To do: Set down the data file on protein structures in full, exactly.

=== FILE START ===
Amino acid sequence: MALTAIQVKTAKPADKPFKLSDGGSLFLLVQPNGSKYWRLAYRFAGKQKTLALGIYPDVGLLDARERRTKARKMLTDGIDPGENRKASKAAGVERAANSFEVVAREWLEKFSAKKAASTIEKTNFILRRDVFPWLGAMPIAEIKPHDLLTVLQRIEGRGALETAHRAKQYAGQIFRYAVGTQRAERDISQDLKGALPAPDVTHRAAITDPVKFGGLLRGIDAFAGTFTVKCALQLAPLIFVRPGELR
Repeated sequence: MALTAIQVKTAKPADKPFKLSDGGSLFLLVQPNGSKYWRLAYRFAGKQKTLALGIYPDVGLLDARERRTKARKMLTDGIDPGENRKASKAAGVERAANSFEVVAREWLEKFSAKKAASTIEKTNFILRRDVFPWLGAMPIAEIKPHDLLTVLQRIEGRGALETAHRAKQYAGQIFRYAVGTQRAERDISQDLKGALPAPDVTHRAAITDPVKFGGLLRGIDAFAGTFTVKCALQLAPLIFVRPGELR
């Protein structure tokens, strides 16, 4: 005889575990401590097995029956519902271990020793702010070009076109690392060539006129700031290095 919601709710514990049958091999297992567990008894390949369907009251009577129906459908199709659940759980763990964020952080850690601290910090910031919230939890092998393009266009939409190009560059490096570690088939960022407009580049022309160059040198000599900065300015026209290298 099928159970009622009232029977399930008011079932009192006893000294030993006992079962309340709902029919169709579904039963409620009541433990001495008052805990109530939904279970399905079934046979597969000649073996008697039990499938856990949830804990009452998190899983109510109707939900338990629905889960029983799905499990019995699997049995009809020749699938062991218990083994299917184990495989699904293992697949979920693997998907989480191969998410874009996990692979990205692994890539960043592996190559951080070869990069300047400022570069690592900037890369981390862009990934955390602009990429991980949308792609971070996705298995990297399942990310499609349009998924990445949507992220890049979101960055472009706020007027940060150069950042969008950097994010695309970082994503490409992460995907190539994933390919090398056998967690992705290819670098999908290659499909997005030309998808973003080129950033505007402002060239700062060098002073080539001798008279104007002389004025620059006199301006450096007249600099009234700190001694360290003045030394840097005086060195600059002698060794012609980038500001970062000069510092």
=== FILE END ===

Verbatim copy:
Amino acid sequence: MALTAIQVKTAKPADKPFKLSDGGSLFLLVQPNGSKYWRLAYRFAGKQKTLALGIYPDVGLLDARERRTKARKMLTDGIDPGENRKASKAAGVERAANSFEVVAREWLEKFSAKKAASTIEKTNFILRRDVFPWLGAMPIAEIKPHDLLTVLQRIEGRGALETAHRAKQYAGQIFRYAVGTQRAERDISQDLKGALPAPDVTHRAAITDPVKFGGLLRGIDAFAGTFTVKCALQLAPLIFVRPGELR
Repeated sequence: MALTAIQVKTAKPADKPFKLSDGGSLFLLVQPNGSKYWRLAYRFAGKQKTLALGIYPDVGLLDARERRTKARKMLTDGIDPGENRKASKAAGVERAANSFEVVAREWLEKFSAKKAASTIEKTNFILRRDVFPWLGAMPIAEIKPHDLLTVLQRIEGRGALETAHRAKQYAGQIFRYAVGTQRAERDISQDLKGALPAPDVTHRAAITDPVKFGGLLRGIDAFAGTFTVKCALQLAPLIFVRPGELR
């Protein structure tokens, strides 16, 4: 005889575990401590097995029956519902271990020793702010070009076109690392060539006129700031290095 919601709710514990049958091999297992567990008894390949369907009251009577129906459908199709659940759980763990964020952080850690601290910090910031919230939890092998393009266009939409190009560059490096570690088939960022407009580049022309160059040198000599900065300015026209290298 099928159970009622009232029977399930008011079932009192006893000294030993006992079962309340709902029919169709579904039963409620009541433990001495008052805990109530939904279970399905079934046979597969000649073996008697039990499938856990949830804990009452998190899983109510109707939900338990629905889960029983799905499990019995699997049995009809020749699938062991218990083994299917184990495989699904293992697949979920693997998907989480191969998410874009996990692979990205692994890539960043592996190559951080070869990069300047400022570069690592900037890369981390862009990934955390602009990429991980949308792609971070996705298995990297399942990310499609349009998924990445949507992220890049979101960055472009706020007027940060150069950042969008950097994010695309970082994503490409992460995907190539994933390919090398056998967690992705290819670098999908290659499909997005030309998808973003080129950033505007402002060239700062060098002073080539001798008279104007002389004025620059006199301006450096007249600099009234700190001694360290003045030394840097005086060195600059002698060794012609980038500001970062000069510092």